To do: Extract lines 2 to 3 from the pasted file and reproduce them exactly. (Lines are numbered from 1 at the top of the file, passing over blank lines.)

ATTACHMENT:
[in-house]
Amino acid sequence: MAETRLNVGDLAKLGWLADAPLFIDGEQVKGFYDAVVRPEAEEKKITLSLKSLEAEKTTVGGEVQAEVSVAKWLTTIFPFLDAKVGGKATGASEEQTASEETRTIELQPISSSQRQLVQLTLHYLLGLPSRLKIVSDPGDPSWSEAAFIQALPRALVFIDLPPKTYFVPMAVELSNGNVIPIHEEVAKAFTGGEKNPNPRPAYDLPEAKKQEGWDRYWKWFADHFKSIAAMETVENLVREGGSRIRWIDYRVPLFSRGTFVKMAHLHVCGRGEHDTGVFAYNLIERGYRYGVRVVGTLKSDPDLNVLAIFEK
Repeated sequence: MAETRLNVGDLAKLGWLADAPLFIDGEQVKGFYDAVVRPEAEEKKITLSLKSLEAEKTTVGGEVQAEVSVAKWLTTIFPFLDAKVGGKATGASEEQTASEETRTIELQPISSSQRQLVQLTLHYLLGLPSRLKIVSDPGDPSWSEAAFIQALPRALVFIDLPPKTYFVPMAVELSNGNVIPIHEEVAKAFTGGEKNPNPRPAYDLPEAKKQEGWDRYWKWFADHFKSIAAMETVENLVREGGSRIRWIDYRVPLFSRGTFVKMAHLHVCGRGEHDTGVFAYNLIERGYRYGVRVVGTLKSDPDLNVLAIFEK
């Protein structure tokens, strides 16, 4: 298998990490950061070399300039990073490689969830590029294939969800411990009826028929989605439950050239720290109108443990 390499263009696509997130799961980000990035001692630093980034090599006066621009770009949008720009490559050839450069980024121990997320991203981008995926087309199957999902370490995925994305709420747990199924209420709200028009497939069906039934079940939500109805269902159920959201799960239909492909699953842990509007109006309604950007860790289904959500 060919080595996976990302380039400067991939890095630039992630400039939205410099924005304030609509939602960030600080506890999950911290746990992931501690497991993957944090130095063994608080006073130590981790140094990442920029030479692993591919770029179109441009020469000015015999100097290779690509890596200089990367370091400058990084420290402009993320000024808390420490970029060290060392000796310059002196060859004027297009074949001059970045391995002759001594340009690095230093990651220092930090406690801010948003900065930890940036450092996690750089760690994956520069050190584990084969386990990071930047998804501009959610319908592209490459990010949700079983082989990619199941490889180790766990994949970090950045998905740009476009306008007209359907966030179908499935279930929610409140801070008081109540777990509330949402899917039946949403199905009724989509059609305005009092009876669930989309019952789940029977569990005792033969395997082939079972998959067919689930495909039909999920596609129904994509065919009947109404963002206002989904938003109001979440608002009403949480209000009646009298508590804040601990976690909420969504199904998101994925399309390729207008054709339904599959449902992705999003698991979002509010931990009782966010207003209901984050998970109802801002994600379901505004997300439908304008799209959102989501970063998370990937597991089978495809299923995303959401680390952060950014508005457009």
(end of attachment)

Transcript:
Amino acid sequence: MAETRLNVGDLAKLGWLADAPLFIDGEQVKGFYDAVVRPEAEEKKITLSLKSLEAEKTTVGGEVQAEVSVAKWLTTIFPFLDAKVGGKATGASEEQTASEETRTIELQPISSSQRQLVQLTLHYLLGLPSRLKIVSDPGDPSWSEAAFIQALPRALVFIDLPPKTYFVPMAVELSNGNVIPIHEEVAKAFTGGEKNPNPRPAYDLPEAKKQEGWDRYWKWFADHFKSIAAMETVENLVREGGSRIRWIDYRVPLFSRGTFVKMAHLHVCGRGEHDTGVFAYNLIERGYRYGVRVVGTLKSDPDLNVLAIFEK
Repeated sequence: MAETRLNVGDLAKLGWLADAPLFIDGEQVKGFYDAVVRPEAEEKKITLSLKSLEAEKTTVGGEVQAEVSVAKWLTTIFPFLDAKVGGKATGASEEQTASEETRTIELQPISSSQRQLVQLTLHYLLGLPSRLKIVSDPGDPSWSEAAFIQALPRALVFIDLPPKTYFVPMAVELSNGNVIPIHEEVAKAFTGGEKNPNPRPAYDLPEAKKQEGWDRYWKWFADHFKSIAAMETVENLVREGGSRIRWIDYRVPLFSRGTFVKMAHLHVCGRGEHDTGVFAYNLIERGYRYGVRVVGTLKSDPDLNVLAIFEK